Okay. Maybe more like two months. But for now, I'm doing okay.

Tuesday, March 8, 2011

A few words about women (and men)

In recognition of International Women's Day, I want to take some time to address an issue that I've long struggled with. The differences between men and women readers has been discussed to death and would gain little insight from anything I'd say. The same can be said of the male-female divide in publishing, writing and reviewing. But I'd like to try. And I'd like to try by myself, without linking to the thousands of excellent articles on these matters. Wish me luck.

IWD isn't about books. It doesn't focus on "soft" issues like "why are there more men writers when more women read?". It's more about raising awareness regarding violence and extreme forms of injustice but most of all it is about equality. Equality in the workplace, equality in education, etc. But each of these can find its small representation in our sheltered book world. Some of these "lighter" issues do rear their heads in Western society, in our so-called forward-thinking culture. Sexism, intended or not, shows up. Often.

Women and men are different. That's a fact. Women are drawn to different things in literature than men, and that's okay. It's not exclusive, though. A few weeks ago I was having a conversation with my family where the idea was raised that men and women - while inherently different in a lot of things - often have exceptions to their gender stereotypes. That means that men can like so-called "womanly" things, just like women can be more interested in traditionally "manly" things.

For some odd reason, we never seem to apply this to literature. In the literary discussion (or perhaps, in all discussions...), views seem to be one-sided. "Review publications are sexist because they mostly employ men!" "Publishing is sexist because it pays women less!" "Readers are sexist because they value male writers more!" etc, etc, etc. We make these outrageous yet often accurate claims and let the broo-hah fade without actually taking a cold, hard look at ourselves. We should stop doing that.

The book blogger survey revealed one particularly strong (and due to my shortcomings, somewhat incomplete) result: women make up the vast majority of book bloggers. Just like statistics have long shown us that women read more, it would appear that on a basic blogging level, women also write more about what they're reading. Why then, with women dominating the book blogging world, does the question of gender equality in book reviewing continue to crop up all the time (as pertaining to the male advantage)?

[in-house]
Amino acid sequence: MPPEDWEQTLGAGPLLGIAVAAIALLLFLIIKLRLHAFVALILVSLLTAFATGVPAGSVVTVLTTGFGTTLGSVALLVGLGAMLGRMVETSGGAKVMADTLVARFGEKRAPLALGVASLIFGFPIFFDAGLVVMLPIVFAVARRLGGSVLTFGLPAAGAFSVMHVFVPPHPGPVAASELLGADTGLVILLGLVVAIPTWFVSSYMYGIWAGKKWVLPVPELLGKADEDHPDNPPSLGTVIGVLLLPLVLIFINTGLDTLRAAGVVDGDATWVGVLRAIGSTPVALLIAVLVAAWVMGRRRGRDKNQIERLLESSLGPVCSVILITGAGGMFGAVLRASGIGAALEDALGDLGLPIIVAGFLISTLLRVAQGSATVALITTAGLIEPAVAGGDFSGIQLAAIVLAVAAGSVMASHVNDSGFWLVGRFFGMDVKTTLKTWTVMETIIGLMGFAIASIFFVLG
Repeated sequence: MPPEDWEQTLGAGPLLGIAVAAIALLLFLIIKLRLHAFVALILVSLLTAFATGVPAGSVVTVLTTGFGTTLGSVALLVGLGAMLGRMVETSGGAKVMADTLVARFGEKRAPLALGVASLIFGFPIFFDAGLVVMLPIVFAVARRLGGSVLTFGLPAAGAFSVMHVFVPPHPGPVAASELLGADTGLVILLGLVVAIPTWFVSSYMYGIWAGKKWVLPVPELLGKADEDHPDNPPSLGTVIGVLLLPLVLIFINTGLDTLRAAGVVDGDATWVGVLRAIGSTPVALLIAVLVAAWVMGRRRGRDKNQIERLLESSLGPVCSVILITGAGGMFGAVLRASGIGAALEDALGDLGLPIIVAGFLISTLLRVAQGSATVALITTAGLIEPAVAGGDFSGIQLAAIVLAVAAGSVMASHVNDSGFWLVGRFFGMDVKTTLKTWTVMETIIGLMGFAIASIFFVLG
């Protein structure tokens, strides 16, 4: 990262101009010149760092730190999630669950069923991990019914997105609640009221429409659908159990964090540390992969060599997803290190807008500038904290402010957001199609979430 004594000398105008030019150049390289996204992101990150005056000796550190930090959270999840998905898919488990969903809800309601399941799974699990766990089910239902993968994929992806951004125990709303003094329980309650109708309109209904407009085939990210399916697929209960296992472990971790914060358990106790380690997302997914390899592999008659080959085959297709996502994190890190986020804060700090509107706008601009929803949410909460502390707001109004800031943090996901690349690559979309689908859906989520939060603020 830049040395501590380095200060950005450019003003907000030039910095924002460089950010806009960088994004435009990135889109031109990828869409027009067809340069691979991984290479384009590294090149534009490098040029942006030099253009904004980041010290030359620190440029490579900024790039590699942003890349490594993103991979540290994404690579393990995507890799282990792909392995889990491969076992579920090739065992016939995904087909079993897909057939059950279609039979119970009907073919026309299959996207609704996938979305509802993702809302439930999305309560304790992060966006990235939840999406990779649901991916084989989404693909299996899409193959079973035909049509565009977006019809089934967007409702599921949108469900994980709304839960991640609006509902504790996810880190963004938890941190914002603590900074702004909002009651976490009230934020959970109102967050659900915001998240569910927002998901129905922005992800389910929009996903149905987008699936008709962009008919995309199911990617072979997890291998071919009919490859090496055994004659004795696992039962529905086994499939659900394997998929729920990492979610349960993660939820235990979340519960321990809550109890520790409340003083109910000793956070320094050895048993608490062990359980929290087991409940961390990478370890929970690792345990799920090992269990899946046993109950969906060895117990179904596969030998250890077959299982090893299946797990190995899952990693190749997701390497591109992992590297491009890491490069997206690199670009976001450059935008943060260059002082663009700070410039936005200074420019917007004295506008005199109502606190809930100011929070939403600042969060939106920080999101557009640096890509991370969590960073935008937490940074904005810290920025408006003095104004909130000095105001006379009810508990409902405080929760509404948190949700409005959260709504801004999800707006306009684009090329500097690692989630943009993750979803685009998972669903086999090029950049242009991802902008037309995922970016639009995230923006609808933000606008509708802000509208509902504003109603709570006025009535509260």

The thing is, there are genres I view as predominantly female. I don't mean that the books are mostly written by women (though they seem to be) but rather that these are books marketed exclusively for women. When I try to think of similar genres for men, I struggle. Yes, genres like science fiction tend to draw in more guys than gals (same for a certain pulp kind of "dude thrillers"), but they do not entirely ostracize women readers. With the exception of a few sub-genres here and there (like, again, "dude thrillers"), these genres have many women followers. The same cannot be said of a genre like romance.

Or what of the "Women's literature" genre? This perhaps disturbs me most of all, as it wears a cloak of feminism and freedom while in reality falling into a gross publishing trap. I've never quite figured out what it means. Is it literature written by women? About women? For women? Why is this acceptable? Why are we setting these books aside, filing them in a genre that clearly locks men out? Oh, it's obviously a marketing ploy but why is this okay? This is a sexist marketing ploy, both against men and women. It reminds me of the story from a few months back when various women authors complained at the "womanization" their more traditionally "manly" books received. Covers, plot summaries and marketing twisted their stories to be more "feminine", in some cases completely altering the original content. Tough stories got soft, floaty pastel covers. Summaries told of non-existent love instead of war. The books were marketed as "Women's fiction", not just "fiction". Why? To sell more books. And that alienation of men, that shunting of women to a side genre... there is the sexism.

But it's certainly not better on the other side of the aisle. That the label "women's fiction" has almost become synonymous with "trashy" or "sub-par" means that a lot of times quality stuff written by women gets less credit than it deserves. There's weight in the notion that something written by a man will get more attention and prestige than something similar written by a woman. But that's in part because of that "women's fiction" thing again. A woman writes about family life - women writing for women! A man writes about family life - timeless!